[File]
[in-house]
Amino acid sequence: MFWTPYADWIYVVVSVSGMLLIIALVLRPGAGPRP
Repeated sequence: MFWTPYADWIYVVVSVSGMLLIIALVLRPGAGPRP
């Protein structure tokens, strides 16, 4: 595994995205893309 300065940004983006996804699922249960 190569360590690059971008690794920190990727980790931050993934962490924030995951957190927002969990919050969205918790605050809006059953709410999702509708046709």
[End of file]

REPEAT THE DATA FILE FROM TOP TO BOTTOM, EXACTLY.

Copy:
[in-house]
Amino acid sequence: MFWTPYADWIYVVVSVSGMLLIIALVLRPGAGPRP
Repeated sequence: MFWTPYADWIYVVVSVSGMLLIIALVLRPGAGPRP
């Protein structure tokens, strides 16, 4: 595994995205893309 300065940004983006996804699922249960 190569360590690059971008690794920190990727980790931050993934962490924030995951957190927002969990919050969205918790605050809006059953709410999702509708046709």